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What is Enamel Hypoplasia?

Posted on 4/12/2021 by Brandon Cooley
What is Enamel Hypoplasia?Enamel hypoplasia is a condition that involves underdevelopment of the tooth enamel, the hard white protective outer layer on your teeth. Even though the enamel is the hardest bone in our body, certain factors can interfere with its development causing weakened enamel to develop.

People who have enamel hypoplasia often see lines of discoloration on their teeth. In a few cases, the entire tooth may turn brown.

At Cooley Smiles, Dr. Aaron Cooley and Dr. Brandon Cooley can help you understand what enamel hypoplasia is and how to treat it.

Causes of Enamel Hypoplasia?

Enamel hypoplasia may be due to genetic factors or environmental factors.

Genetic enamel hypoplasia is inherited and affects the teeth development in your mouth. In mild cases, the disorder only affects a small surface of one tooth, but in severe cases, multiple teeth may be discolored.

Environmental enamel hypoplasia manifests in the same way as genetic enamel hypoplasia. However, its causes are different and include malnutrition, premature birth, trauma to the developing teeth, or bacterial or viral infections.

Treatment for Enamel Hypoplasia?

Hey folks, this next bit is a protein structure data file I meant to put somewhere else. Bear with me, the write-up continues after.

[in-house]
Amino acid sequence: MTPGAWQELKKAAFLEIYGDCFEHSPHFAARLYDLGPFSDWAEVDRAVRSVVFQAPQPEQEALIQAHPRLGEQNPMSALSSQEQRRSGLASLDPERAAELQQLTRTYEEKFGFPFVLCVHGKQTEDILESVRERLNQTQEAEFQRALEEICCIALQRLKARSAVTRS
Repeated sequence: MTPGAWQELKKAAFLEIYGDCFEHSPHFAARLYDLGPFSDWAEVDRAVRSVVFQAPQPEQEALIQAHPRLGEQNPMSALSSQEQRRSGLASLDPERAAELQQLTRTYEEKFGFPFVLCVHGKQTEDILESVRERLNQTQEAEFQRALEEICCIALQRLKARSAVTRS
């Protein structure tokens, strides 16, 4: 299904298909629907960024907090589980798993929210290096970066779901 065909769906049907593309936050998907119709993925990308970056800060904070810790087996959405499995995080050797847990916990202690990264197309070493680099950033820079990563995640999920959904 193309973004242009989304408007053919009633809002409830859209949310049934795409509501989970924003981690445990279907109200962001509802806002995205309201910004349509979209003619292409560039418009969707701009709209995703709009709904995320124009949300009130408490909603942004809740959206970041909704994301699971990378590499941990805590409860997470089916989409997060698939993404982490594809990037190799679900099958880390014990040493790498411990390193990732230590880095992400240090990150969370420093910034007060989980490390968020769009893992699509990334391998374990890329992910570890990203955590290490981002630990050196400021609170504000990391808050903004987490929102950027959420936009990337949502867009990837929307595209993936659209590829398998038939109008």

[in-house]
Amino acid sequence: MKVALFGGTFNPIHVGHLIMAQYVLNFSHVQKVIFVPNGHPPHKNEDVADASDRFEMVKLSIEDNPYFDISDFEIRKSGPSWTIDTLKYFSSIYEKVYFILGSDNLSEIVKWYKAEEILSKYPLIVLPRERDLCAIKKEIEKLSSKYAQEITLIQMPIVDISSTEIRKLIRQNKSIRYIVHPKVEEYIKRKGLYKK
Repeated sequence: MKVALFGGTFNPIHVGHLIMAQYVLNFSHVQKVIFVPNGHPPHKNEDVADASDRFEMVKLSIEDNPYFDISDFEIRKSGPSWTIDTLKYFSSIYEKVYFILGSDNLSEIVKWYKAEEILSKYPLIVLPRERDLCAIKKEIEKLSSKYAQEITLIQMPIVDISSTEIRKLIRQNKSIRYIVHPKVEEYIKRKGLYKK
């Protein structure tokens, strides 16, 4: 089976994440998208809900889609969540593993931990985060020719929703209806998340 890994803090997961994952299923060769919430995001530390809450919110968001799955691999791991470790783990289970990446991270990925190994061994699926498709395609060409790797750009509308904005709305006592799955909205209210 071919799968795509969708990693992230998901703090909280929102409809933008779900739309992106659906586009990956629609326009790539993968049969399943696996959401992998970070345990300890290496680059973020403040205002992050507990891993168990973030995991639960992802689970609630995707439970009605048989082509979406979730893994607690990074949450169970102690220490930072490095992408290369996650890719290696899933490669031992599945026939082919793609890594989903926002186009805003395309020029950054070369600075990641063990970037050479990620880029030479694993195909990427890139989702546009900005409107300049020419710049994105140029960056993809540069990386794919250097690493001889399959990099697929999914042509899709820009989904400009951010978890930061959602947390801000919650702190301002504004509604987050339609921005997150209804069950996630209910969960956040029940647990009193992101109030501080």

We can treat your enamel hypoplasia depending on the extent and severity of the condition. If the symptoms are very mild, we will typically recommend a normal dental care check up with additional care to the affected tooth to prevent decay. Some teeth may respond well to whitening treatment as well.
For more severe cases, we recommend the use of sealants to protect the teeth from the harmful effect of bacteria. We may also recommend dental fillings, dental bonding, veneers, and crowns.

If you find out that you have a genetic disposition for enamel hypoplasia, it is a good idea to schedule an appointment with us for a diagnosis by calling us at (425) 998-6998. The earlier the condition is detected, the earlier we can treat it and prevent additional issues like tooth decay down the line.
Although we cannot prevent genetic enamel hypoplasia, there are some ways you can reduce the risk of environmental hypoplasia. This includes getting a nutritional and well-balanced diet and using Vitamin A and D to make developing teeth strong.

Get in Touch!

(425) 998-6998


4100 Factoria Blvd SE Suite C
Bellevue, WA 98006-1262

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